If your DigiSpark is no longer getting programmed from the Arduino IDE, when plugging it in, you might have to re-program the Micronucleus bootloader. You can do this using the Raspberry Pi if you do not have an AVR programmer.

Preperation

Install the AVRDUDE programmer on the Raspberry Pi:

apt-get install avrdude

Copy the default AVRDUDE configuration file to your home directory.

cp /etc/avrdude.conf ~/avrdude_gpio.conf
nano ~/avrdude_gpio.conf

Add this to the end of the file to make AVRDUDE use the Raspberry Pi GPIO port as programming port.

# Raspberry PI GPIO configuration for avrdude.
# Change the lines below to the GPIO pins connected to the AVR.
programmer
  id    = "rpi";
  desc  = "Use the Linux sysfs interface to bitbang GPIO lines";
  type  = "linuxgpio";
  reset = 12;
  sck   = 24;
  mosi  = 23;
  miso  = 18;
;

Next, download the Micronucleus bootloader file called micronucleus-1.06.hex.

wget https://github.com/micronucleus/micronucleus/raw/80419704f68bf0783c5de63a6a4b9d89b45235c7/firmware/releases/micronucleus-1.06.hex

Connect the DigiSpark to the Raspberry Pi using the table below.

AVR pin name DigiSpark pin name RPI pin name RPI pin number
ICSP VCC 5V 5V 2
ICSP GND GND Ground/GND 6
ICSP RESET P5 GPIO #12 32
ICSP SCK P2 GPIO #24 18
ICSP MOSI P0 GPIO #23 16
ICSP MISO P1 GPIO #18 12

When the DigiSpark is connected run this command from your home directory to program the AVR with the bootloader.

sudo avrdude -p attiny85 -C avrdude_gpio.conf -c rpi -U flash:w:micronucleus-1.06.hex:i -U lfuse:w:0xF1:m -U hfuse:w:0x5F:m

AVRDUDE should respond something like this:

avrdude: AVR device initialized and ready to accept instructions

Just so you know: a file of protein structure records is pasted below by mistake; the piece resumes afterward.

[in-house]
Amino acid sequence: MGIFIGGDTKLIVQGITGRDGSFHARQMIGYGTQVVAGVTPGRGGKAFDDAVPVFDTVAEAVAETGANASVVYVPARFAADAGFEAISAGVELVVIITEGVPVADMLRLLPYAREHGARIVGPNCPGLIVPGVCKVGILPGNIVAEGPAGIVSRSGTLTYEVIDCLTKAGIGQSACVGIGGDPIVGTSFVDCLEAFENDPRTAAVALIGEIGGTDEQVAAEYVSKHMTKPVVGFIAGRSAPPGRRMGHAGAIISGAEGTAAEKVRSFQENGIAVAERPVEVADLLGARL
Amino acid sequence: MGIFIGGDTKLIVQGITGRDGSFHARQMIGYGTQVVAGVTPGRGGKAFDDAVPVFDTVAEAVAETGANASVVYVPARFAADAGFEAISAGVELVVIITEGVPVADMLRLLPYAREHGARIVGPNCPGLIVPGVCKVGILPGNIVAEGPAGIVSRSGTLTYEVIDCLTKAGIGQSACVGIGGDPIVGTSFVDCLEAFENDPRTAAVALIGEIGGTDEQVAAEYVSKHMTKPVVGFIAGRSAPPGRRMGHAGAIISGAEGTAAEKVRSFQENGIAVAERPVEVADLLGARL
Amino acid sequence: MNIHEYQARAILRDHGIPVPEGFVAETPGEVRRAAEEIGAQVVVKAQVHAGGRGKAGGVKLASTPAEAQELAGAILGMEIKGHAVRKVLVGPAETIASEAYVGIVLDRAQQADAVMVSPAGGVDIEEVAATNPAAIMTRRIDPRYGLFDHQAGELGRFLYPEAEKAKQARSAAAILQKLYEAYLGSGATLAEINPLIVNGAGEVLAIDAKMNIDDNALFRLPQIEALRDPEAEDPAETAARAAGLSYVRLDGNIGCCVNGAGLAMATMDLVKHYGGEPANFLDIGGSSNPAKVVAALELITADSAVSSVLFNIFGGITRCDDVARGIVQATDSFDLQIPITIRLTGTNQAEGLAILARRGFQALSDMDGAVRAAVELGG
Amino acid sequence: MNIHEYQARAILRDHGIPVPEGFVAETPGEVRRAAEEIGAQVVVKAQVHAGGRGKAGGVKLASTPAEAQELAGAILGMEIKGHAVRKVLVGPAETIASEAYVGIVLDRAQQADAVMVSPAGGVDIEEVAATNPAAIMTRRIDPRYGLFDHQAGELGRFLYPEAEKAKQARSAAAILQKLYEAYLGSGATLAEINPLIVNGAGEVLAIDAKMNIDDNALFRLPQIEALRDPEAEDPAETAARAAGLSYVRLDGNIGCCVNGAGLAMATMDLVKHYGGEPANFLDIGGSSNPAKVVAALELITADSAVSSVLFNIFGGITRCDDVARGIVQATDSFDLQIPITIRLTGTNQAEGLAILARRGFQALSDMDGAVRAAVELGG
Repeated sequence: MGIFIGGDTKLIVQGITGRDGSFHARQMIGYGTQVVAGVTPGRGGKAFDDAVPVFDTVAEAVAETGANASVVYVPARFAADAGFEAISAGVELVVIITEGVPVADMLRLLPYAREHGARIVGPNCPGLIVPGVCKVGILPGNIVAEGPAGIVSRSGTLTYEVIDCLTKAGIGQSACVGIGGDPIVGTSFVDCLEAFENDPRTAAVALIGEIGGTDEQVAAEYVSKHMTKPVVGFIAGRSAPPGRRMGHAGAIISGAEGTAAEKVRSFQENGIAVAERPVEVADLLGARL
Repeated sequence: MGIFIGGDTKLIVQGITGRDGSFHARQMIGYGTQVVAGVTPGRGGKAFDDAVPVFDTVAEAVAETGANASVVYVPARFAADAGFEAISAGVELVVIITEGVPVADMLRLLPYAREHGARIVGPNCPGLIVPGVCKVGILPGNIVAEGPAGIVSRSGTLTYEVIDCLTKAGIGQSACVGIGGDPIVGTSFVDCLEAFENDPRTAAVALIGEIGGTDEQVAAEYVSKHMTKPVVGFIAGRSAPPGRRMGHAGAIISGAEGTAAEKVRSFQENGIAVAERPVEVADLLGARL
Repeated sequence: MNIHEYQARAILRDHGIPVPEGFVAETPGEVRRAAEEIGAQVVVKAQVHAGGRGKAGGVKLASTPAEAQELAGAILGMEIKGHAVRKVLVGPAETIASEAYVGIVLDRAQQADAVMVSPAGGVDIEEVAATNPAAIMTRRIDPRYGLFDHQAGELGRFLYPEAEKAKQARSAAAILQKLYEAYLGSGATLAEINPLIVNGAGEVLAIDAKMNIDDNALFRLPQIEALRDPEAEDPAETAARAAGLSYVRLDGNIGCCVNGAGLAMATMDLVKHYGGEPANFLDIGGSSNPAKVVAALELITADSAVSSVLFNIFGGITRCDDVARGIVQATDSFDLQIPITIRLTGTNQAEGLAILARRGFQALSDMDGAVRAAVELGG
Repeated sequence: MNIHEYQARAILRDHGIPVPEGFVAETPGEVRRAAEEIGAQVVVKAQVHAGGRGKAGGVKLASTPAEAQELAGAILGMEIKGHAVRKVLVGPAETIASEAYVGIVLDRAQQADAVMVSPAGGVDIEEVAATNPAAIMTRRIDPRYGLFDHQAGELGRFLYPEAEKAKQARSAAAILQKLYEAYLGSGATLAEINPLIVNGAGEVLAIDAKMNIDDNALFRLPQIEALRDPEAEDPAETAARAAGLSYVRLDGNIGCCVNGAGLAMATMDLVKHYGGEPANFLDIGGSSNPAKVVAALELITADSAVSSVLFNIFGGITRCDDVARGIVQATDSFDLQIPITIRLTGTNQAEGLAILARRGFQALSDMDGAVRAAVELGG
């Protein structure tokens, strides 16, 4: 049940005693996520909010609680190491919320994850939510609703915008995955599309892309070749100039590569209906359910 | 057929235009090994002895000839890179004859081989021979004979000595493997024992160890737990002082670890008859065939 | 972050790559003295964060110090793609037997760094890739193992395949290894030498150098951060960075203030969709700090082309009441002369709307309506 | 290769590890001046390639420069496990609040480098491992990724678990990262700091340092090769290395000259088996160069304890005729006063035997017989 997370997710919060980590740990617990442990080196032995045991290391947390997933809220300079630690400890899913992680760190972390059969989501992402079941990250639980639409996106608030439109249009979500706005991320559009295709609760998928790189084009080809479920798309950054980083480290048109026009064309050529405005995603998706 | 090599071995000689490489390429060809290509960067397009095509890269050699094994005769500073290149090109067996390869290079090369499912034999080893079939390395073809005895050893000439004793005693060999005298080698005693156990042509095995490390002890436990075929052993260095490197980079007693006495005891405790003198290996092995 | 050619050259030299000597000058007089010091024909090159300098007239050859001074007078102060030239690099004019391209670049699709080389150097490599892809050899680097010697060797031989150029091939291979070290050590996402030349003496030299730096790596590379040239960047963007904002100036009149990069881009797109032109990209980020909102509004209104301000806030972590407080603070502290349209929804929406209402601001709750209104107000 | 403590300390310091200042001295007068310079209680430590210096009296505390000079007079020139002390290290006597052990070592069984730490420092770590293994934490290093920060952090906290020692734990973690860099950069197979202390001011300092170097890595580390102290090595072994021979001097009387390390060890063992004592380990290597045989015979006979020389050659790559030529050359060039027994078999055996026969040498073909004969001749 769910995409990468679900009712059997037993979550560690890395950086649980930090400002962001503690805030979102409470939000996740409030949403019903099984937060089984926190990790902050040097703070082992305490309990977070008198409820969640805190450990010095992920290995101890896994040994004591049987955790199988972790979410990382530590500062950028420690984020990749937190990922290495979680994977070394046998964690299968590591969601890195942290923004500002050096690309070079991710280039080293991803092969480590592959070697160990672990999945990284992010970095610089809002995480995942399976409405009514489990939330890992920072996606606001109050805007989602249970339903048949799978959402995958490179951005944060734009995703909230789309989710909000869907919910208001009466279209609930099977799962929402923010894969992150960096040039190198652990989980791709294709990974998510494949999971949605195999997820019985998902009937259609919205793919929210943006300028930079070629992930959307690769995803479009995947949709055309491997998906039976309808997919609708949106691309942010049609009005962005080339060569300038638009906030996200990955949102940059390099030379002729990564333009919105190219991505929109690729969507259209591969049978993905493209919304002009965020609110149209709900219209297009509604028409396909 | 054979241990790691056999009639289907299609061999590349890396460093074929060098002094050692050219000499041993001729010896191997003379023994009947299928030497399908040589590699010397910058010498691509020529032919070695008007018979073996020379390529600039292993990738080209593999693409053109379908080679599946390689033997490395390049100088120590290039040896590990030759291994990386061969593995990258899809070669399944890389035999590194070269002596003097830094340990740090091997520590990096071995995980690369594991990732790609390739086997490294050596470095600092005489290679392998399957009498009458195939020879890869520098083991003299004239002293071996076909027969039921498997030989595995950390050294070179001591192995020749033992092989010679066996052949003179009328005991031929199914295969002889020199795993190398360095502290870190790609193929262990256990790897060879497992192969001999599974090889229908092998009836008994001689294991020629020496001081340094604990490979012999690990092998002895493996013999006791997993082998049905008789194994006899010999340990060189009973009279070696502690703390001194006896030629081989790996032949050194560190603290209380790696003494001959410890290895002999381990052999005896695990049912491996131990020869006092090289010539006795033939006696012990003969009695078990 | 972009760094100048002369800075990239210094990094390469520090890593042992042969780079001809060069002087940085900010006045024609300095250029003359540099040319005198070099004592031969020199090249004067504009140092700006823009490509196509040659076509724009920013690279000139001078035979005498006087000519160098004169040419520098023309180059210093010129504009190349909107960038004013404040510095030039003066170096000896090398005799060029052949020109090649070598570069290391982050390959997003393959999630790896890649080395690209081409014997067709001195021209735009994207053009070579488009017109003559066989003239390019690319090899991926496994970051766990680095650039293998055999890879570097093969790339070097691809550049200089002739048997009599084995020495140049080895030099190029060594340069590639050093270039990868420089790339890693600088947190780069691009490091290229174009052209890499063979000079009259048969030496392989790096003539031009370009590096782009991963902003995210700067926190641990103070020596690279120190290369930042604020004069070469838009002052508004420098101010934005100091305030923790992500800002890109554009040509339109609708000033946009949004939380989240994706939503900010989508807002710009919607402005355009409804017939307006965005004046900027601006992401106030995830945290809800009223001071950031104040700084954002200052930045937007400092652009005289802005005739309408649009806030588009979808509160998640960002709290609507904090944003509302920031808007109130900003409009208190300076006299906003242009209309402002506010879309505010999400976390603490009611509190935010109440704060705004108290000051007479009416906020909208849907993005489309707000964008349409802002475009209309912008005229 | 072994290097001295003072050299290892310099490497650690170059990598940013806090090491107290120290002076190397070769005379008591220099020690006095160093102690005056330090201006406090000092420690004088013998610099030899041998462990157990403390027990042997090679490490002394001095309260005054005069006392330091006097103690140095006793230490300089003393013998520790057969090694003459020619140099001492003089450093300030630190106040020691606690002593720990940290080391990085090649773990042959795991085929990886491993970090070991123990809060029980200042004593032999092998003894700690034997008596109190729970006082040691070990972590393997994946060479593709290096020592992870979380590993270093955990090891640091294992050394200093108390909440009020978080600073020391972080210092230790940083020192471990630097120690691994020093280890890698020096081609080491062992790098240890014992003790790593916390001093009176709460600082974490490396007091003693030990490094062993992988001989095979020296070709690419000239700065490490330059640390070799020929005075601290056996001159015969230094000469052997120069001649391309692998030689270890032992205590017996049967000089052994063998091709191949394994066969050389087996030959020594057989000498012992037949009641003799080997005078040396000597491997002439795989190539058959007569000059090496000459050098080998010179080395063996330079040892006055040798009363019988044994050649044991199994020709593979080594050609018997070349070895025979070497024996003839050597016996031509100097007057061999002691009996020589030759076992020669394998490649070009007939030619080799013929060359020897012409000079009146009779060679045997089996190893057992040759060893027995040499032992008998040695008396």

Reading | ################################################## | 100% 0.00s

avrdude: Device signature = 0x1e930b
avrdude: NOTE: "flash" memory has been specified, an erase cycle will be performed
         To disable this feature, specify the -D option.
avrdude: erasing chip
avrdude: reading input file "micronucleus-1.06.hex"
avrdude: writing flash (8162 bytes):

Writing | ################################################## | 100% 1.28s

avrdude: 8162 bytes of flash written
avrdude: verifying flash memory against micronucleus-1.06.hex:
avrdude: load data flash data from input file micronucleus-1.06.hex:
avrdude: input file micronucleus-1.06.hex contains 8162 bytes
avrdude: reading on-chip flash data:

Reading | ################################################## | 100% 1.09s

avrdude: verifying ...
avrdude: 8162 bytes of flash verified
avrdude: reading input file "0xF1"
avrdude: writing lfuse (1 bytes):

Writing | ################################################## | 100% 0.00s

avrdude: 1 bytes of lfuse written
avrdude: verifying lfuse memory against 0xF1:
avrdude: load data lfuse data from input file 0xF1:
avrdude: input file 0xF1 contains 1 bytes
avrdude: reading on-chip lfuse data:

Reading | ################################################## | 100% 0.00s

avrdude: verifying ...
avrdude: 1 bytes of lfuse verified
avrdude: reading input file "0x5F"
avrdude: writing hfuse (1 bytes):

Writing | ################################################## | 100% 0.01s

avrdude: 1 bytes of hfuse written
avrdude: verifying hfuse memory against 0x5F:
avrdude: load data hfuse data from input file 0x5F:
avrdude: input file 0x5F contains 1 bytes
avrdude: reading on-chip hfuse data:

Reading | ################################################## | 100% 0.00s

avrdude: verifying ...
avrdude: 1 bytes of hfuse verified

avrdude: safemode: Fuses OK (E:FE, H:5F, L:F1)

avrdude done.  Thank you.

After which the Arduino IDE should be able to program it again.

I needed a second screen for my netbook, as the screen real estate was not large enough for working with QT creator comfortably. I did not want (and did not have) a 5 meter VGA cable crossing the living room, but I wanted to use my TV as the second monitor.

I grabbed my Raspberry Pi B, a 2GB SD-card i had in the spares, and set out to configure the Raspberry Pi to mirror the screen on the TV from the network.

I tried using a protocol of X, called XDMX, that is designed to do what I wanted. I used much time, and had inconsistent results. I am sure that the problems where all of the wetware kind, but the documentation seems really sparse, and that does not help.

The solution for now, is less elegant. I installed a basic LXDE environment on the Raspberry Pi. Shared the keyboard and mouse using Synergy, and run the X applications on the netbook, through a ssh tunnel from the Raspberry Pi.